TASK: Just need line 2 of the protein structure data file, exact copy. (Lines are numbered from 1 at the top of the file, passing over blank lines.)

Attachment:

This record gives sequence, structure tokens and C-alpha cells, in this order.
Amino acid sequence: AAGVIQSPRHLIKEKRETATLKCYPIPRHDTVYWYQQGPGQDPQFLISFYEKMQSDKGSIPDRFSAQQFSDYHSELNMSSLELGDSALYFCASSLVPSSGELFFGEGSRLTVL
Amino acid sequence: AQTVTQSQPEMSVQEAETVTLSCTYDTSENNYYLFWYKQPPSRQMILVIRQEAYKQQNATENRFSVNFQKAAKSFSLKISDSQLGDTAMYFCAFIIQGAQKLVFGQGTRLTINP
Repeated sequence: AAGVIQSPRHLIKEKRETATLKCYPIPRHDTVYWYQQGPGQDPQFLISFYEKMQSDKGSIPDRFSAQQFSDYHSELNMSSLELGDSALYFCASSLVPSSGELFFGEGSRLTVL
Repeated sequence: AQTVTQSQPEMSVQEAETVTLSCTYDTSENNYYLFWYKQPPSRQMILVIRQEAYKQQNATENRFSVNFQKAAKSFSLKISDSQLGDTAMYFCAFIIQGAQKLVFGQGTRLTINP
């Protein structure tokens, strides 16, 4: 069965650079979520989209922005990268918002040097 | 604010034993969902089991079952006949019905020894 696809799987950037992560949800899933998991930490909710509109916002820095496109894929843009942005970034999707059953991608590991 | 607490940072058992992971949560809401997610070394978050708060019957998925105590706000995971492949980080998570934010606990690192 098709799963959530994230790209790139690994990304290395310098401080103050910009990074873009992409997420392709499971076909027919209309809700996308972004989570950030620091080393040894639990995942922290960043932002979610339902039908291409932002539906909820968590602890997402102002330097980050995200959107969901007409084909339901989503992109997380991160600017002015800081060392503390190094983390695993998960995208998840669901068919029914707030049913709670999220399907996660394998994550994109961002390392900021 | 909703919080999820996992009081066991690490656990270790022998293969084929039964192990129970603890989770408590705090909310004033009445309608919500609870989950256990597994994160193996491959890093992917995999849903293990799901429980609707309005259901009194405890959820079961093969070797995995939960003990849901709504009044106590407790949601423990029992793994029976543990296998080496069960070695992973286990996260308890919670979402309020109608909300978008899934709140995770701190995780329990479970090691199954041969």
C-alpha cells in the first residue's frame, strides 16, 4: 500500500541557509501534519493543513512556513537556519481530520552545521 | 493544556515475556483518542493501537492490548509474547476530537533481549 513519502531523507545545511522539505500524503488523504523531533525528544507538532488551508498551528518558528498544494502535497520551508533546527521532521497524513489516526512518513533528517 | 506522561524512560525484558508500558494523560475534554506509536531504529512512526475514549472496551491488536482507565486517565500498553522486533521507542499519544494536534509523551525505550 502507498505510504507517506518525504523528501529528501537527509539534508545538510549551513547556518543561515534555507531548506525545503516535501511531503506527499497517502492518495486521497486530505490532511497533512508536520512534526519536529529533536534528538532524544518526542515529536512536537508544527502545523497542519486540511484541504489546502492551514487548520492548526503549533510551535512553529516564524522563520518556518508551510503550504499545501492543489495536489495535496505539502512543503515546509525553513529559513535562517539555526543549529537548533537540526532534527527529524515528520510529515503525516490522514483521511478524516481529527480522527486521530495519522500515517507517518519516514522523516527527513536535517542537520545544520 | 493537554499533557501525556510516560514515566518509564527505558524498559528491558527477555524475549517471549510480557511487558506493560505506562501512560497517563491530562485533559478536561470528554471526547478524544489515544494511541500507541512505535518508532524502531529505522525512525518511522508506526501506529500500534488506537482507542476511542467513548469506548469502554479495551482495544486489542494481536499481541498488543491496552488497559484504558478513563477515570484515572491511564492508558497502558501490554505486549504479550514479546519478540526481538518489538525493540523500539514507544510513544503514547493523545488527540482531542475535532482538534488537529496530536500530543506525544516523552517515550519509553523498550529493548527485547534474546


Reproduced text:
Amino acid sequence: AAGVIQSPRHLIKEKRETATLKCYPIPRHDTVYWYQQGPGQDPQFLISFYEKMQSDKGSIPDRFSAQQFSDYHSELNMSSLELGDSALYFCASSLVPSSGELFFGEGSRLTVL